Degrading the visual acuity of sport officials significantly impairs ability to make correct calls
The Effect Of Visual Acuity Degradation On The Visual Judgement Of Sport Officials
by: I. GOMEZ, F. SPANIOL, J. DAWES
Department of Kinesiology, Texas A&M University-Corpus Christi, TX (5/7/2013)
The purpose of this study is to investigate the effect of visual acuity degradation on the judgment of sport officials. Visual acuity is the ability to clearly and distinctly see a stationary object enabling the identification and discrimination of certain objects at a distance. Visual acuity will be analyzed by a standard visual acuity wall chart. Visual judgment will be determined by a tennis ball line test where subjects had to determine if balls were judged as "in" or "out".
Twenty-two Texas A&M University – Corpus Christi sport officials from the intramural department, (age 20.86 ± .85 yrs.) participated in a line calling drill of 30 balls verbally stating, “in” or “out” for each ball. Of the twenty-two officials, 27% (n = 6) were females and 72% (n=16) were males. All subjects had two or more years of experience in officiating a variety of intramural sports. Subjects were not allowed to wear glasses but could wear their contact lenses due to the posttest’s demand of wearing the powered reading glasses.
Testing was administered at Texas A&M University – Corpus Christi’s Biomechanics Laboratory. Visual acuity was measured with an established visual acuity chart, the GUARDVISION™ 2012 LIFEGUARD VISION TEST #A apparatus. The pretest was performed with normal vision and the posttest was performed with a set of powered eye glasses (ranging from +1.75 to +2.75) designed to degrade vision to 20/50. The test protocol utilized a test administrator randomly dropping tennis balls on a line from a distance of 11.69m from the subject. The balls were intentionally dropped within three inches of the line to challenge the subjects to make the correct “in “ or “out” call. Each subject was required to judge 30 line calls.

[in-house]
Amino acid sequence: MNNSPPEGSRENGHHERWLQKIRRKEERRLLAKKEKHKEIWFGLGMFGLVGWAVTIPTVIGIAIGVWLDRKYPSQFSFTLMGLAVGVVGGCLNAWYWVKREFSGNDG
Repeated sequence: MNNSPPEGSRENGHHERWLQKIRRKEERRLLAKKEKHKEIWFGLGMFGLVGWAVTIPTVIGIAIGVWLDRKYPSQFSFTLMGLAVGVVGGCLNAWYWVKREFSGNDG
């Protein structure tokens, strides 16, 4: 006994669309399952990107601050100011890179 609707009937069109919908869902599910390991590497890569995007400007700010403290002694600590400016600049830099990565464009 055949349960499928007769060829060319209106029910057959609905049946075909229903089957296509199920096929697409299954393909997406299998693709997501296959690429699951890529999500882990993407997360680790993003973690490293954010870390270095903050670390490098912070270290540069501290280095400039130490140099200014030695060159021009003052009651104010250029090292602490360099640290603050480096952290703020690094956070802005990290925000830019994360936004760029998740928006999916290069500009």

Means and standard deviations were calculated for both the pretest and the posttest. A paired-samples t test was calculated to compare the mean pretest (normal vision) score to the mean posttest (degraded vision) score. The statistical software package SPSS version 19.0 was used for the data analysis. The alpha level was set at p ≤ 0.05.
The twenty-two Texas A&M University – Corpus Christi sport officials (age 20.86 ± .85 yrs.) participated in visual acuity and line call tests. A paired-samples t test was calculated to compare the mean pretest score (normal vision) to the mean posttest score (degraded vision). The mean pretest score was 25.73 ± 2.16 and the mean posttest score was 16.91 ± 3.22. The results of the paired-samples t test determined a statistically significant difference between the pretest and posttest scores (t(21) = 2.69, p < .05). In addition, subjects experienced an average of 34% more incorrect line calls when their vision was degraded to 20/50.
The results of this study indicate that visual acuity degradation of sport officials to a level of 20/50 significantly reduces the ability to make correct line calls. The average subject experienced 34% more incorrect line calls with visual degradation. This is important to note since it is not uncommon for sport officials to work sport contests with acuity levels as low as 20/50 or more. Based on the results of this study it is recommended that all sport officials be administered standard visual acuity testing. It is also suggested that sport official governing bodies consider visual skills testing in addition to visual acuity testing for all sport officials. Suggestions for further research include testing the visual judgement of sport officials while they are in a dynamic state of motion (eg, basketball, soccer, etc.)
This data was analyzed with permission from the intramural department at Texas A&M University-Corpus Christi. Special thanks to the Visual Fitness Institute’s Barry Seiller, MD, and Kathy Puchalski, RN for their guidance and support of this project.